The new ship will be able to deploy robot submarines

The NERC says that when the ship enters service in 2019, it will be the most advanced research ship afloat with flexible laboratory configurations, the ability to use containerized laboratories, environmental monitoring systems for studying the air, deep water regions, and the seabed, a helideck and hanger for deploying helicopters. It will also have the ability to act as a central hub from which it will control autonomous ocean vehicles, UAVs, robotic submarines, and underwater gliders. In addition, the ship will resupply the five UK Antarctic research stations operated by the British Antarctic Survey.

“Understanding the polar oceans is absolutely key to understanding the big questions about our global environment,” says Professor Mike Meredith, Leader of the BAS Polar Oceans science program and Deputy Director of Science. “During the last 100 years British scientists have made incredible discoveries about our planet – for example, we now know that the Southern Ocean is a vast natural sink that absorbs carbon dioxide and regulates our climate. Our long-term studies have helped understand the marine food chain, and have proven to be critical for sustainable management of commercial fisheries. Surveys of the deep ocean have yielded vital discoveries about marine biodiversity and informed an international census of marine life.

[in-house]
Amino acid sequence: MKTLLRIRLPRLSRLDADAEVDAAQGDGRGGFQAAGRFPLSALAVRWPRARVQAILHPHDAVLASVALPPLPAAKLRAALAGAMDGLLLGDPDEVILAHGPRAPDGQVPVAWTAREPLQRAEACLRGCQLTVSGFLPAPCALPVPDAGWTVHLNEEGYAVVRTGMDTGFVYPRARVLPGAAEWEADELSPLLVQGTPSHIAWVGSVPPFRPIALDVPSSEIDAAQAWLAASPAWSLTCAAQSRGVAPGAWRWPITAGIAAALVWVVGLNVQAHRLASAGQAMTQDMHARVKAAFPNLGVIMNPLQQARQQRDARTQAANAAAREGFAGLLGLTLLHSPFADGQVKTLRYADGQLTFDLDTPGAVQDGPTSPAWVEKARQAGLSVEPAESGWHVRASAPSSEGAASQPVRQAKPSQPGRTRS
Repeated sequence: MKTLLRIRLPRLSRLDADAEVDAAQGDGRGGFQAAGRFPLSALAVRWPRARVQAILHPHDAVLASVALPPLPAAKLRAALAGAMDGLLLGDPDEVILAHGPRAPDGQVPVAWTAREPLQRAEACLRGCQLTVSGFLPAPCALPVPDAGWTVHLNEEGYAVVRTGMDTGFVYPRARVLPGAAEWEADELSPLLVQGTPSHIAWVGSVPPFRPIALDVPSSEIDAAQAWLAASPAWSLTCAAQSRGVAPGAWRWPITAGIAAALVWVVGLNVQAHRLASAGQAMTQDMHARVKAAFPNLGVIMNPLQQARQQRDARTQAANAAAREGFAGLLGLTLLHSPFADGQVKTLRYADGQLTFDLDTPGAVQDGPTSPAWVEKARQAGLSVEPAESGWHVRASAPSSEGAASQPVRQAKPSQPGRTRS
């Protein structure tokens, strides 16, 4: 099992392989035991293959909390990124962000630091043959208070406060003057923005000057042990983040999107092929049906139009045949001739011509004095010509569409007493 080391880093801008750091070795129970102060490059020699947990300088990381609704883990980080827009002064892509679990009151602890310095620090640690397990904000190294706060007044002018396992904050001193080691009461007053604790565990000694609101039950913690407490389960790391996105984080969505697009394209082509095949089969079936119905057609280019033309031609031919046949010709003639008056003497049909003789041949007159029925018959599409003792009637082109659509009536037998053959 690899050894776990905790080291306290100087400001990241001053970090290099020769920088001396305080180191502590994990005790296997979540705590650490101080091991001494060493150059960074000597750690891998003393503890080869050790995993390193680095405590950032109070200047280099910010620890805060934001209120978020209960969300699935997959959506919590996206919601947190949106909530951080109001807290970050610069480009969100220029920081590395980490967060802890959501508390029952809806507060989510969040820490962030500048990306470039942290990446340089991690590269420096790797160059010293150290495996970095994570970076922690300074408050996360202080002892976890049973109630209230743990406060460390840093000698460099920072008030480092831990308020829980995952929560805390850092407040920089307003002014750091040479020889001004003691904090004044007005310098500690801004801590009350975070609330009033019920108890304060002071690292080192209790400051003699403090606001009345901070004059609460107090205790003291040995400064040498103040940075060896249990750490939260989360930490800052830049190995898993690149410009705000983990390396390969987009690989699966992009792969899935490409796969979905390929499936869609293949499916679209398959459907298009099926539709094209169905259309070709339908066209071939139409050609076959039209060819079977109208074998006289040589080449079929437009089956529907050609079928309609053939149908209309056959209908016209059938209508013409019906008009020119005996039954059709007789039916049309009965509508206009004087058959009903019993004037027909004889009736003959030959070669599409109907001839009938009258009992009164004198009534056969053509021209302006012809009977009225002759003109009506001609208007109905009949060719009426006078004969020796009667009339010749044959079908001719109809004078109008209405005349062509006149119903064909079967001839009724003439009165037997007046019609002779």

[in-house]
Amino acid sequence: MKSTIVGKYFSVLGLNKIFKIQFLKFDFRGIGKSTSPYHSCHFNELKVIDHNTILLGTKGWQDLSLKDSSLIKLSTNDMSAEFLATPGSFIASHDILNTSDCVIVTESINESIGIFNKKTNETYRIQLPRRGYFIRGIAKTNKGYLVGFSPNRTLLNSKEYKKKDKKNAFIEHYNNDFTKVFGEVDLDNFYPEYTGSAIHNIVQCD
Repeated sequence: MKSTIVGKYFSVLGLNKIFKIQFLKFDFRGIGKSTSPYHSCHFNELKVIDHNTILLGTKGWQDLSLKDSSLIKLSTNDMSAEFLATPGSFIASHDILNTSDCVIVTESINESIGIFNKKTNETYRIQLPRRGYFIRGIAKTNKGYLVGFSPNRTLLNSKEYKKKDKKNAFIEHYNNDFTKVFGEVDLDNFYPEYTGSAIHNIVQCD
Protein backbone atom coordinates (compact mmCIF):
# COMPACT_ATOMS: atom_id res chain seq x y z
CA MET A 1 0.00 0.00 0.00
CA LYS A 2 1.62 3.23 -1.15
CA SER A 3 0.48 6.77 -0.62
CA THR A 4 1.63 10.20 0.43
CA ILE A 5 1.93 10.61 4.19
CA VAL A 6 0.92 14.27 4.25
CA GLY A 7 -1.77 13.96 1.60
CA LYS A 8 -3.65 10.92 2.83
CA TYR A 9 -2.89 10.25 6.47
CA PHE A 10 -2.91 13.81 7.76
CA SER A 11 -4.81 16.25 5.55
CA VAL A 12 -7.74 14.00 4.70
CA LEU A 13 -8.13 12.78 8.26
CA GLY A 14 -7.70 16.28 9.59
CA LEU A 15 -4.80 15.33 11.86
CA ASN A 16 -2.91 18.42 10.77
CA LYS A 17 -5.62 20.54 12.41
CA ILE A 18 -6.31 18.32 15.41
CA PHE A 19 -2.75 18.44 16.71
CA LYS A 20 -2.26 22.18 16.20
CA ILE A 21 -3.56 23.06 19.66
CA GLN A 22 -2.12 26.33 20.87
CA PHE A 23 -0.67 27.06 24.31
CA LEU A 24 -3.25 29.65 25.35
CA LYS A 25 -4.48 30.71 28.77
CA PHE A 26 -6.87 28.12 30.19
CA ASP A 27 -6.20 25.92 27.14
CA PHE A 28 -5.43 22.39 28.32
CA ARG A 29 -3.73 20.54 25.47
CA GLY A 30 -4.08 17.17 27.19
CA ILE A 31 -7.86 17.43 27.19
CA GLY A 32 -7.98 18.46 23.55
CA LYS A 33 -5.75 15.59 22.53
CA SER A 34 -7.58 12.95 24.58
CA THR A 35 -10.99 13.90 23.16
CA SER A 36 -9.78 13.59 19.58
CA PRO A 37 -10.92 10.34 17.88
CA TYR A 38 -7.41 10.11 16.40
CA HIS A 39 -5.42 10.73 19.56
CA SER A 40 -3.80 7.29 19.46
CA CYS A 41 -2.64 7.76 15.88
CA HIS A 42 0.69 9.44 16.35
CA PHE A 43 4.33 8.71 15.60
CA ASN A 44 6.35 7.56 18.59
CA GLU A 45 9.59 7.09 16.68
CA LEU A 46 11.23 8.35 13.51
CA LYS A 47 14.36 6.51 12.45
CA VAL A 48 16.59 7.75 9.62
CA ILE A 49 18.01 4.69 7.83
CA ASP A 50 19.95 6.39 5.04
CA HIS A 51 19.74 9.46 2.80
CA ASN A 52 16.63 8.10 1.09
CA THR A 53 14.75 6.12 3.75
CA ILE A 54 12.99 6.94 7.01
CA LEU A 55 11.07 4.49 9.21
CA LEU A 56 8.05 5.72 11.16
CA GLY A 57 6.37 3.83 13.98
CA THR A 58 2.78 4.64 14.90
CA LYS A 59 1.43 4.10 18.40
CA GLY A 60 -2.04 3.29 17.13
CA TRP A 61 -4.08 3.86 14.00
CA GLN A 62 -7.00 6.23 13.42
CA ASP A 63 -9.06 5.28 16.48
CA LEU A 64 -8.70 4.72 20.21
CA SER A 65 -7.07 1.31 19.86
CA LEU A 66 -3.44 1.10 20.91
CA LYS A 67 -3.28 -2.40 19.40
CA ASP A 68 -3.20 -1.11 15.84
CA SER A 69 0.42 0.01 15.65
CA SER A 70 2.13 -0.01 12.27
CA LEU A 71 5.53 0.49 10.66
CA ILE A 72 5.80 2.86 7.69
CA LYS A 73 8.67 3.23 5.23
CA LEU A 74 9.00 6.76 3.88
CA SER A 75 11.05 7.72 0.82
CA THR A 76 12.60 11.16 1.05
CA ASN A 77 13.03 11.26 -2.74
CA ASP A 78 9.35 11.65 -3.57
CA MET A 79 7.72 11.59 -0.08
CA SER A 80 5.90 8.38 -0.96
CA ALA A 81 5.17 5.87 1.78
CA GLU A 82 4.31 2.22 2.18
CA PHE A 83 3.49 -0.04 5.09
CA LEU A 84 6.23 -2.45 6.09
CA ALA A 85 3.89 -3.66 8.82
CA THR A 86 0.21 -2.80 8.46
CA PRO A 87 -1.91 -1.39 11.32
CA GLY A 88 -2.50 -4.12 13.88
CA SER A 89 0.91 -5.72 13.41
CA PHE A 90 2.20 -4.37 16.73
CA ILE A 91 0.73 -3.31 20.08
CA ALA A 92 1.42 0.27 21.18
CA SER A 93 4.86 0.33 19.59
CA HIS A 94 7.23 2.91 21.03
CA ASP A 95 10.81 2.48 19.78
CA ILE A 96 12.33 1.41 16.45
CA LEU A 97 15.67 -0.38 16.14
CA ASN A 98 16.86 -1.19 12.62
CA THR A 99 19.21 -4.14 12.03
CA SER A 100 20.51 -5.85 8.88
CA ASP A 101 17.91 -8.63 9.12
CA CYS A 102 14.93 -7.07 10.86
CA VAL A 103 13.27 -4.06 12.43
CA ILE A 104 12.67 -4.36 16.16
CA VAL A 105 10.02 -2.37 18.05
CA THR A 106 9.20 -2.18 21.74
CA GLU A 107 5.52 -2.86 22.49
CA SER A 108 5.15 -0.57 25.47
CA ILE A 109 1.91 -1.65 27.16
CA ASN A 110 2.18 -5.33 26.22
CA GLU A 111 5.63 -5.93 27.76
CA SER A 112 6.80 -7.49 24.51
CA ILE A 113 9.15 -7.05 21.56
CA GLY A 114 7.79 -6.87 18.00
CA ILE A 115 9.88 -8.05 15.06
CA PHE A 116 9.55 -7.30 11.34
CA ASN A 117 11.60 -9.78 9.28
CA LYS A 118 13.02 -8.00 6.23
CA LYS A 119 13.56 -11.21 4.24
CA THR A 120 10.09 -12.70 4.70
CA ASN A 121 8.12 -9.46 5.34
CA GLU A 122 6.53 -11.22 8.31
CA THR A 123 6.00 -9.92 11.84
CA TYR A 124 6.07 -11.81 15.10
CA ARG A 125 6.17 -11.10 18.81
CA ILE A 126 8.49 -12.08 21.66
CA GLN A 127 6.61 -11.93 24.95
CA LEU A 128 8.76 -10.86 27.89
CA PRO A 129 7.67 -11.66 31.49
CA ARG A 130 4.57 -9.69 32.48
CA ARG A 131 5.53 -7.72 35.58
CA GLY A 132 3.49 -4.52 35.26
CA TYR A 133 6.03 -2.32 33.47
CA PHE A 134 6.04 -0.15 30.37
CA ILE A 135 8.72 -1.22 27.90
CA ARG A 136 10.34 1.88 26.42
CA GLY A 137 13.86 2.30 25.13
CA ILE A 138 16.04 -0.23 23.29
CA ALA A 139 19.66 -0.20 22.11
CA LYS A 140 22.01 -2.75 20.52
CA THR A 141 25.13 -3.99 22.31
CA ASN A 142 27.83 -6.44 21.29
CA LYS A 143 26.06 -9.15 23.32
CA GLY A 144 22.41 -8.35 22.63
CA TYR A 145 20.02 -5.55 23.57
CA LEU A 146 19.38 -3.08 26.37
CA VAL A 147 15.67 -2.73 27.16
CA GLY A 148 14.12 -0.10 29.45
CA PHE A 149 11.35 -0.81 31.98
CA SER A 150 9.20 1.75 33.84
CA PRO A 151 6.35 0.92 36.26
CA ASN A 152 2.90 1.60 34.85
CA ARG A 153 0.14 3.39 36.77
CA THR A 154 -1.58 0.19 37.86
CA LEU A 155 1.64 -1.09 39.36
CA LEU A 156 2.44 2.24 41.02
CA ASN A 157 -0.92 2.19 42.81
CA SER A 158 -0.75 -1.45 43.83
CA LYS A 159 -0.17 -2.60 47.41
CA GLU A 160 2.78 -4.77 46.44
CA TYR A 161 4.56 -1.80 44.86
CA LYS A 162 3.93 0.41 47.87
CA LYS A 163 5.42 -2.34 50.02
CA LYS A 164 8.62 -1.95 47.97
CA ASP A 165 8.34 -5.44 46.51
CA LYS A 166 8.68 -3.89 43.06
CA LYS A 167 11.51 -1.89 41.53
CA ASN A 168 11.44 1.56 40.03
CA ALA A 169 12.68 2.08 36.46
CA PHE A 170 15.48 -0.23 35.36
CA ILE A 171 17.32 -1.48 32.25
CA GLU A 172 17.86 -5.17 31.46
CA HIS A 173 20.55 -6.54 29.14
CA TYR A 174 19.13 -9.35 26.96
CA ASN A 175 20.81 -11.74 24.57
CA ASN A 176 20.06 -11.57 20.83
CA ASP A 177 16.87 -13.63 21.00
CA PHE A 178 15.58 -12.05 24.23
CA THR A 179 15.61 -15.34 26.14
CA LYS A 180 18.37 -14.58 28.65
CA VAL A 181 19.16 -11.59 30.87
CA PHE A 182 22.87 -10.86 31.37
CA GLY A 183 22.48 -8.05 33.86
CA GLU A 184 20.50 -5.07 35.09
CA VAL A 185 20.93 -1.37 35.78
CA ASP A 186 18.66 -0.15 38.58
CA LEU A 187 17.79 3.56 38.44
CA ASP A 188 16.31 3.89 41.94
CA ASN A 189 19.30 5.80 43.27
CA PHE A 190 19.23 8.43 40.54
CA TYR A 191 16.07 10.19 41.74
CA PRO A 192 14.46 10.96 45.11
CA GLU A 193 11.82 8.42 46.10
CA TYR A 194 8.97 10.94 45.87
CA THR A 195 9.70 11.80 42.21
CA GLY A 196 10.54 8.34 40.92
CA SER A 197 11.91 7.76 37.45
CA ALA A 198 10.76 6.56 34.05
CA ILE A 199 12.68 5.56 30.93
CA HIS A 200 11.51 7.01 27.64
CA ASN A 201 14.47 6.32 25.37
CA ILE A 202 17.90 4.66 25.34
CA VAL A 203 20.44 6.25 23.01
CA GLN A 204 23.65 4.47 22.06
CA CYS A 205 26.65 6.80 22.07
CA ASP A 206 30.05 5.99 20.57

"With recent advances in technology we've been able to combine ship-based science with robotic instruments to investigate what happens when ocean water melts Antarctic ice shelves and how it may influence future sea-level rise. In the Arctic, our ship-borne studies have shed new light on the consequences of the shrinking sea ice for ocean circulation, climate and the ecosystem. This new ship will build on this legacy of internationally outstanding research, and will, lead to ground-breaking and exciting discoveries that will ultimately generate new knowledge that benefits our society and economy.”

Source: NERC

About the Author